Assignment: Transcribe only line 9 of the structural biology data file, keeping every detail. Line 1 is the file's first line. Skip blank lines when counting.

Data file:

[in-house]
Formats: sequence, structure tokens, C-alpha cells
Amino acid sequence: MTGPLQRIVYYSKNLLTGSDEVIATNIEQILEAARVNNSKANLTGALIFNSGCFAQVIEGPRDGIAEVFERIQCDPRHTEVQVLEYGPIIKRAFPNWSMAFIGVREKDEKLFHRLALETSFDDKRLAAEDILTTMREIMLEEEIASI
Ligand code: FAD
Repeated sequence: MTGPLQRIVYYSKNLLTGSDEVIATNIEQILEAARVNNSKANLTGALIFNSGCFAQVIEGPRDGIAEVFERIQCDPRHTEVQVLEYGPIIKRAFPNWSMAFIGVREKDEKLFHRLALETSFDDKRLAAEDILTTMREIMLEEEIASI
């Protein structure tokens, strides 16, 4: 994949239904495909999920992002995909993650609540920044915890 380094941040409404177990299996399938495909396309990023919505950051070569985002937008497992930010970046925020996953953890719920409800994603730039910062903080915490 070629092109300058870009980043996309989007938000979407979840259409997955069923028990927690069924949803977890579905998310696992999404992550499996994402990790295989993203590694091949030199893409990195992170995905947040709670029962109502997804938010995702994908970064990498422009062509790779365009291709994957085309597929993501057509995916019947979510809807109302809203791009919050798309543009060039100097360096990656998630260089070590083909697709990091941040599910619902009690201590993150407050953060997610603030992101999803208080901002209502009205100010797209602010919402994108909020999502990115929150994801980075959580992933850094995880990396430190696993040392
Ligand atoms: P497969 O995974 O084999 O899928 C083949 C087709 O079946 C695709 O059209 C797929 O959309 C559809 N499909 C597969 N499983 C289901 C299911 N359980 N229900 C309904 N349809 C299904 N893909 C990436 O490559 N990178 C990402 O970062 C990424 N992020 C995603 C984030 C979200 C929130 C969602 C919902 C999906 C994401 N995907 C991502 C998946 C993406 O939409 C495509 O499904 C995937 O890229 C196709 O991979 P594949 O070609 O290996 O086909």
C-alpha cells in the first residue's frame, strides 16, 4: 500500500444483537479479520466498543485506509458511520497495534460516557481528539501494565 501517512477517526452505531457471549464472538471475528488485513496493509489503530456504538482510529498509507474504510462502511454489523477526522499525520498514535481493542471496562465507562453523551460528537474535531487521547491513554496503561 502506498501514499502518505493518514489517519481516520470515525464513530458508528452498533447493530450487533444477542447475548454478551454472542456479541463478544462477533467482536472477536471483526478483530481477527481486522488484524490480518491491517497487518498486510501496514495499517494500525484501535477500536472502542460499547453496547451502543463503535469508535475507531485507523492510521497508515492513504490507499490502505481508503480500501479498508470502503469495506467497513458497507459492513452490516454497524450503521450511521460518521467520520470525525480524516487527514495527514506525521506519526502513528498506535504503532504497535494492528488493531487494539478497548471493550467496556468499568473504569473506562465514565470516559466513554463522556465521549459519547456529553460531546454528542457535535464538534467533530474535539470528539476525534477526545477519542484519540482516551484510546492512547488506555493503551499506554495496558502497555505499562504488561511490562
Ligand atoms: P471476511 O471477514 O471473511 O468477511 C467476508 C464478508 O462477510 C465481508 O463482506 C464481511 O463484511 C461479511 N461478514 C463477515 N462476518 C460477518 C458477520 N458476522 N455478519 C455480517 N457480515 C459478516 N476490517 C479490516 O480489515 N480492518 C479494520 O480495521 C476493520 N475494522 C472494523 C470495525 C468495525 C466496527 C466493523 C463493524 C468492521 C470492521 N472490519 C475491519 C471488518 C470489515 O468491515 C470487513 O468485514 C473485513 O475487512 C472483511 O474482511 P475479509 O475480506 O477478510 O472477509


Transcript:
Ligand atoms: P471476511 O471477514 O471473511 O468477511 C467476508 C464478508 O462477510 C465481508 O463482506 C464481511 O463484511 C461479511 N461478514 C463477515 N462476518 C460477518 C458477520 N458476522 N455478519 C455480517 N457480515 C459478516 N476490517 C479490516 O480489515 N480492518 C479494520 O480495521 C476493520 N475494522 C472494523 C470495525 C468495525 C466496527 C466493523 C463493524 C468492521 C470492521 N472490519 C475491519 C471488518 C470489515 O468491515 C470487513 O468485514 C473485513 O475487512 C472483511 O474482511 P475479509 O475480506 O477478510 O472477509